It’s always the same, isn’t it? The State knows how to best fleece the citizens. And since after all I on the one hand am a German citizen still [more about that below], and on the other hand have moved my place of residence from Germany to the United States, I will be skinned twice, because I am assessed for income tax in Germany as well as in the US. 😦 Actually there is the so-called double taxation agreement, which is supposed to prevent exactly this, but in my case it turns out that I still have to pay about $ 1,500 a year more than if I paid my taxes in Germany only. According to German fiscal law German income tax is levied on my German income. And according to American fiscal law people having their permanent residence in the United States have to pay income tax in the US even for income they have outside of the US. The double taxation agreement does not, as one could assume, prevent this but it only provides for my German income tax to be offset against my taxes in America. But, and that’s the catch, it is not offset to the full amount, but only with a factor of about .8 so that I still have to pay a certain amount of taxes here in the US for my income in Germany. Dang! And to add insult to injury, I got a note from my tax person in Germany a few days ago that it will be worse in the future insofar as I won’t be allowed to deduct any expenses any more in my tax declaration in Germany as from 2012 on I have my permanent residence in the US. Conclusion: the German IRS will happily collect my income tax still, but doesn’t grant me any tax allowances whatsoever.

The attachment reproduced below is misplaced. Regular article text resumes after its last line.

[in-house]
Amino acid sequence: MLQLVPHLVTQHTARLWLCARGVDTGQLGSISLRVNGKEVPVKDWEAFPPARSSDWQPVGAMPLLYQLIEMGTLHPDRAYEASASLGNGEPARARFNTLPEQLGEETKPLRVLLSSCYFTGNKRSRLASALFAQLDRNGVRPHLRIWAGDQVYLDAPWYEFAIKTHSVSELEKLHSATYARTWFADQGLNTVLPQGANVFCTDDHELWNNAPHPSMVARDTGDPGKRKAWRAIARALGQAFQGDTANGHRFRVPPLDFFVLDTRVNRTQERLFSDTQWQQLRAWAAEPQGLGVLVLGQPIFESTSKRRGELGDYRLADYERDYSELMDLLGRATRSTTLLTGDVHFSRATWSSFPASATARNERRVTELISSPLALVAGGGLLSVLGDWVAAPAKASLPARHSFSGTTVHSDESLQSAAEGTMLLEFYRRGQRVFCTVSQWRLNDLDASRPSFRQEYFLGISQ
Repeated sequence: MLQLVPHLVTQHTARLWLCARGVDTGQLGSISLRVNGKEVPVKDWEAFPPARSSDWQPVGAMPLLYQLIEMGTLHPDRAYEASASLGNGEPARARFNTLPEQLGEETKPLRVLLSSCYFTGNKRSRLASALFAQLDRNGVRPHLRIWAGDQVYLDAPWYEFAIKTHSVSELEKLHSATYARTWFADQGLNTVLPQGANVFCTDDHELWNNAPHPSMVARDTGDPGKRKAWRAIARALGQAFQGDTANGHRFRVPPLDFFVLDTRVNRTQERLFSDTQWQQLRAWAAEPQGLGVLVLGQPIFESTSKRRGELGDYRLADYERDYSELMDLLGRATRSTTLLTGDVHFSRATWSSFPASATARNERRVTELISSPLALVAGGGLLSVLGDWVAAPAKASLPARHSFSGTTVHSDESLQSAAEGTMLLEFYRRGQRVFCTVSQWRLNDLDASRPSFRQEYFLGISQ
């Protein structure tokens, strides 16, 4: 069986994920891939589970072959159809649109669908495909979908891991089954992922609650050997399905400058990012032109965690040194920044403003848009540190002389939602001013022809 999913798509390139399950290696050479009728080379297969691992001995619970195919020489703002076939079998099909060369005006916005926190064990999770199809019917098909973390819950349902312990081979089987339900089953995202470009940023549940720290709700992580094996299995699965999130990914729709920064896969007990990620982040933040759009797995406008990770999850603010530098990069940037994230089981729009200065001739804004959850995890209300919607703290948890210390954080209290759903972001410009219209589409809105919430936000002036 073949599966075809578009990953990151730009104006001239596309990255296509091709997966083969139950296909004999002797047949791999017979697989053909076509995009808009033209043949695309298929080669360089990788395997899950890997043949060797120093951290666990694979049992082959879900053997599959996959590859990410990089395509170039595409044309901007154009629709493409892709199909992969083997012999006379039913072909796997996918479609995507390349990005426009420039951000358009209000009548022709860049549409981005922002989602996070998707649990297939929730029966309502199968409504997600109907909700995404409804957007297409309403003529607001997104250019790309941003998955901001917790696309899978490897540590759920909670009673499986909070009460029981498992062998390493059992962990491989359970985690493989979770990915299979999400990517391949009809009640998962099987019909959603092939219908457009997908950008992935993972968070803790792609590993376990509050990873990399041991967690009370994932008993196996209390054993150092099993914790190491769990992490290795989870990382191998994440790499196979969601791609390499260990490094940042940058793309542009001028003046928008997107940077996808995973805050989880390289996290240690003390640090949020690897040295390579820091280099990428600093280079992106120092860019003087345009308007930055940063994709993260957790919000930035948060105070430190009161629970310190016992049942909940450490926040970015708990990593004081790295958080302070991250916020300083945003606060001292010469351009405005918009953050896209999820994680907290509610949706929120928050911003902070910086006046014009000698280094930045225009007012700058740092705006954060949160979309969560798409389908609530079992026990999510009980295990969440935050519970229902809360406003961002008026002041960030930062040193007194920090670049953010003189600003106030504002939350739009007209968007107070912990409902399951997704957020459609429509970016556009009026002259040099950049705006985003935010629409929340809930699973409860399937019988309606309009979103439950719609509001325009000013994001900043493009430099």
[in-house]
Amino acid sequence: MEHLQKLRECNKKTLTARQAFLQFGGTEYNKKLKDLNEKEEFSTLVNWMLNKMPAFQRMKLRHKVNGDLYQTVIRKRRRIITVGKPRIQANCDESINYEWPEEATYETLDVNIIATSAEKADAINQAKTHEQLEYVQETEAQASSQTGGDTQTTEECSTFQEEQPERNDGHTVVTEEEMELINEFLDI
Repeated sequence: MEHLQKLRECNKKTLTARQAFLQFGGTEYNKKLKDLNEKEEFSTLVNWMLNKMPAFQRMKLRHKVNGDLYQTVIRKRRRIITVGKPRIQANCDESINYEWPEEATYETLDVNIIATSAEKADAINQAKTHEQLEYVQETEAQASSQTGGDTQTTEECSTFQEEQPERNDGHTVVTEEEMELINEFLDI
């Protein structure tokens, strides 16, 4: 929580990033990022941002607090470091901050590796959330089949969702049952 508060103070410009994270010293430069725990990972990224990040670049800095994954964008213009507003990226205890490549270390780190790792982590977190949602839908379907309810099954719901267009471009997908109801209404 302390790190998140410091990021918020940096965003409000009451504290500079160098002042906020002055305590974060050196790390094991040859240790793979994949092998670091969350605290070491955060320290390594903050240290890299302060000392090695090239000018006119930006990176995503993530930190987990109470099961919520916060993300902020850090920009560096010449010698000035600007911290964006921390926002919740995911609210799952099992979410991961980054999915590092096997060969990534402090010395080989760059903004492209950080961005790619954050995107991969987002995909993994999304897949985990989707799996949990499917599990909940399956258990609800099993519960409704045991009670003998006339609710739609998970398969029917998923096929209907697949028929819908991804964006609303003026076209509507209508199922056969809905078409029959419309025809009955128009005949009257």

As to citizenship and residence: I have to remain a German citizen because I would lose my pension as a former civil servant of the federal state of North Rhine-Westphalia totally if I became a US citizen solely, which on the one hand I cannot afford and, on the other hand, I’d be crazy to do if, after a lifetime of working for the state, I would waive my dues. On the other hand, though, I have to relinquish my German residency because even it was my secondary residence only I would have to live in Germany for at least 183 days per year – which I simply can’t do. Therefore, as far as taxes are concerned, I’m sitting between two chairs. Well, not between two chairs actually, but between two states – and each of these two states is fleecing me by every trick in the (tax) book. 😦
Um diesen Beitrag in Deutsch zu lesen, hier klicken.